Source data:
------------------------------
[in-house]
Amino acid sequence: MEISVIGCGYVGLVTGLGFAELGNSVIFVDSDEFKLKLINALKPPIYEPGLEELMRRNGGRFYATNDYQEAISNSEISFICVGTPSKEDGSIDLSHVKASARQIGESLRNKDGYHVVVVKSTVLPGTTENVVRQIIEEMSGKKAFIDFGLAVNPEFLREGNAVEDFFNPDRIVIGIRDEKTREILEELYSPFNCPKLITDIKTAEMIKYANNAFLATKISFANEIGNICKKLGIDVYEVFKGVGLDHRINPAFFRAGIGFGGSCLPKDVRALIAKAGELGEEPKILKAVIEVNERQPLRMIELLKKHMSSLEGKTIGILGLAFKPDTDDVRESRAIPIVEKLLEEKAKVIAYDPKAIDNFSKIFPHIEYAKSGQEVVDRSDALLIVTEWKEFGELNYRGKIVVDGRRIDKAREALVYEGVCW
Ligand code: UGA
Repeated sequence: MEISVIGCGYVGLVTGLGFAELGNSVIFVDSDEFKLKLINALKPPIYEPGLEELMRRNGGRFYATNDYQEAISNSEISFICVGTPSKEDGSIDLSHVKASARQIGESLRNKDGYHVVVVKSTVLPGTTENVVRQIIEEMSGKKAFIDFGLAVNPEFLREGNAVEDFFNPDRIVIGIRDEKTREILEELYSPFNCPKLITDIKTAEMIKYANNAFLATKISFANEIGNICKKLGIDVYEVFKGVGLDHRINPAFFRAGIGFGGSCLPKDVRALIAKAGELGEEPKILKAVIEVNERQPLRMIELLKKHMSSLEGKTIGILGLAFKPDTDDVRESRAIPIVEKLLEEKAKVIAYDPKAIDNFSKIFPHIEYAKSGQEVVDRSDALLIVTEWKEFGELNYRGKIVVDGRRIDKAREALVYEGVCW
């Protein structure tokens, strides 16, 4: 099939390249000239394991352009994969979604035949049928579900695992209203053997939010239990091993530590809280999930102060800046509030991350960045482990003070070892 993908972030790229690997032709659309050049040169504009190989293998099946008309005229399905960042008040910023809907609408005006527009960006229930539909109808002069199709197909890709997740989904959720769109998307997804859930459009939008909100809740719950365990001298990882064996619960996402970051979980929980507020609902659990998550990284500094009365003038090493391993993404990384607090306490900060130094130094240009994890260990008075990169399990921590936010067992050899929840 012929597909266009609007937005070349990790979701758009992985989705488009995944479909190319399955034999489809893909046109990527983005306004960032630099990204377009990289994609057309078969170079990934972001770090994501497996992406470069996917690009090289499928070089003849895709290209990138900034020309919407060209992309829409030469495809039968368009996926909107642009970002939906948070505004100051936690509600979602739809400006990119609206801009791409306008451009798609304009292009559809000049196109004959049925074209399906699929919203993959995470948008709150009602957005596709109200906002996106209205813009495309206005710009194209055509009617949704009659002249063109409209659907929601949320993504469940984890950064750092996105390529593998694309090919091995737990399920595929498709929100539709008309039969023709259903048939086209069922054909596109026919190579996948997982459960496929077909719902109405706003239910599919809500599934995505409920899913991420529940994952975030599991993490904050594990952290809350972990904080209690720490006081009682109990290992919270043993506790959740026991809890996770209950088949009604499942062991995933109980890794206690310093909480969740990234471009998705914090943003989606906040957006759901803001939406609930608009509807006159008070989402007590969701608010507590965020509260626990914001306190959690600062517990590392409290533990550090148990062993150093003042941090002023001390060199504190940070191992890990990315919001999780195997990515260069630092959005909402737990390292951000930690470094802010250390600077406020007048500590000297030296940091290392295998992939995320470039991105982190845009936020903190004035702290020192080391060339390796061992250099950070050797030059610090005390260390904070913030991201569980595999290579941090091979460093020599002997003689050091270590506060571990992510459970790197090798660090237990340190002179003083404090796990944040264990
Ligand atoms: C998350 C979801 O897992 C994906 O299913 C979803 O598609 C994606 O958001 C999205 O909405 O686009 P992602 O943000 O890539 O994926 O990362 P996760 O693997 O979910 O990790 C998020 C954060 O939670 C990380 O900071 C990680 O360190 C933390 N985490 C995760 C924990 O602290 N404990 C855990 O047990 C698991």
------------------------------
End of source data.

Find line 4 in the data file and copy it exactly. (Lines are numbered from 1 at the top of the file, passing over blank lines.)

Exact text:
Repeated sequence: MEISVIGCGYVGLVTGLGFAELGNSVIFVDSDEFKLKLINALKPPIYEPGLEELMRRNGGRFYATNDYQEAISNSEISFICVGTPSKEDGSIDLSHVKASARQIGESLRNKDGYHVVVVKSTVLPGTTENVVRQIIEEMSGKKAFIDFGLAVNPEFLREGNAVEDFFNPDRIVIGIRDEKTREILEELYSPFNCPKLITDIKTAEMIKYANNAFLATKISFANEIGNICKKLGIDVYEVFKGVGLDHRINPAFFRAGIGFGGSCLPKDVRALIAKAGELGEEPKILKAVIEVNERQPLRMIELLKKHMSSLEGKTIGILGLAFKPDTDDVRESRAIPIVEKLLEEKAKVIAYDPKAIDNFSKIFPHIEYAKSGQEVVDRSDALLIVTEWKEFGELNYRGKIVVDGRRIDKAREALVYEGVCW